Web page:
Q: Would you please explain what happens when one reaches the age of 70½?
I participated in 401(k) investments when I was employed, but no one prepared me for what would happen when I reached 70½.
I was led to believe that I would be in a different income-tax bracket when I retired, so I would pay less in taxes. It was never mentioned that Social Security benefits might be affected.
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We are paying taxes on 85 percent of our Social Security benefits.
Knowing what I know now, I’m not so sure I would have taken the same route.
After the Required Minimum Distribution is added, we are in another tax bracket.
A: You’re not the only person who has been blindsided by the taxation of Social Security benefits.
The tax was the brainchild of David Stockman.
He was the director of the Office of Management and Budget during the Reagan administration.
He slipped this little time bomb into the Social Security reforms that were adopted in 1983.
It was a time bomb because the formula is one of the few parts of our entire tax code that is not indexed to inflation.
As a result, very few people were affected in 1984, but many people are being affected in 2013. It will affect future retirees — your children and grandchildren — still more.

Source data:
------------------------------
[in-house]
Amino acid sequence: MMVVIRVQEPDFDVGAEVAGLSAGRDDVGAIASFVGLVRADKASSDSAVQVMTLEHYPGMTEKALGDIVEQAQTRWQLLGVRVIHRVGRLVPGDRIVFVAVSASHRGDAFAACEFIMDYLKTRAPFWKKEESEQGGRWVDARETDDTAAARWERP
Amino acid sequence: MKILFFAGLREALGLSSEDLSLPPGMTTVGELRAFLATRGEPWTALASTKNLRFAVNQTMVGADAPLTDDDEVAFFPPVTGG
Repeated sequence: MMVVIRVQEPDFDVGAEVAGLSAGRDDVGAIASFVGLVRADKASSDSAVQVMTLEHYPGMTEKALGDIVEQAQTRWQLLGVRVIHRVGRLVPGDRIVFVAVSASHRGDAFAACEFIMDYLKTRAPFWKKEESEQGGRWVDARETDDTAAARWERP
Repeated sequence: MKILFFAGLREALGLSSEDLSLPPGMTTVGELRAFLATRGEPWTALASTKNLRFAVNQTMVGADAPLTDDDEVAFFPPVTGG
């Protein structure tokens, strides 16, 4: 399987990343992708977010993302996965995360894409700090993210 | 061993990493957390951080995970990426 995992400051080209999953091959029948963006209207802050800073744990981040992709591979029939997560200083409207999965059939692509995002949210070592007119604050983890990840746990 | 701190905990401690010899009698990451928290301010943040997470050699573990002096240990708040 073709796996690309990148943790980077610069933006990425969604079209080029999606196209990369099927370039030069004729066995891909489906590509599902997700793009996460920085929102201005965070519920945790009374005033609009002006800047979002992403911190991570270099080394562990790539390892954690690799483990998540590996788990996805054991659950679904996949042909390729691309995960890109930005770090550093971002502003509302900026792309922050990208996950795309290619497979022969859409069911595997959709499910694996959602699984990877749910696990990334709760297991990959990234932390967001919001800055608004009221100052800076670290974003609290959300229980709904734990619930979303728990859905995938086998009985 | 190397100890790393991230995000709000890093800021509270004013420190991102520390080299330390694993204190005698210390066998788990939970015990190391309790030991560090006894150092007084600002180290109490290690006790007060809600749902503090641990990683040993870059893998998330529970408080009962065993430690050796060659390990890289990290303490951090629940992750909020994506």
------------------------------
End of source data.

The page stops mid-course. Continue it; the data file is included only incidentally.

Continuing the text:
According to the 2013 Social Security Trustees Report, for instance, the taxation of benefits brought only $2.8 billion back to Social Security in 1984.
But last year the tax yield was nearly 10 times as much, $26.7 billion. The greater the rate of inflation, the greater the number of retirees affected.
Making up to 85 percent of your Social Security benefits taxable income increases your tax liability in two ways.
First, it increases the amount of income subject to tax.
Second, it increases the average tax rate that you pay on your income.
The only good news here is that no more than 85 percent of your Social Security benefits can be added to your taxable income.
Once that has happened, the burden is done — except that the unexpected additional income may have moved you into a higher tax bracket, one that you didn’t expect when you retired.
But if you are paying taxes on 85 percent of your benefits now, you won’t be burdened with an additional Social Security benefits tax in the future as your Required Minimum Distribution increases.
Copyright 2013, Universal Press Syndicate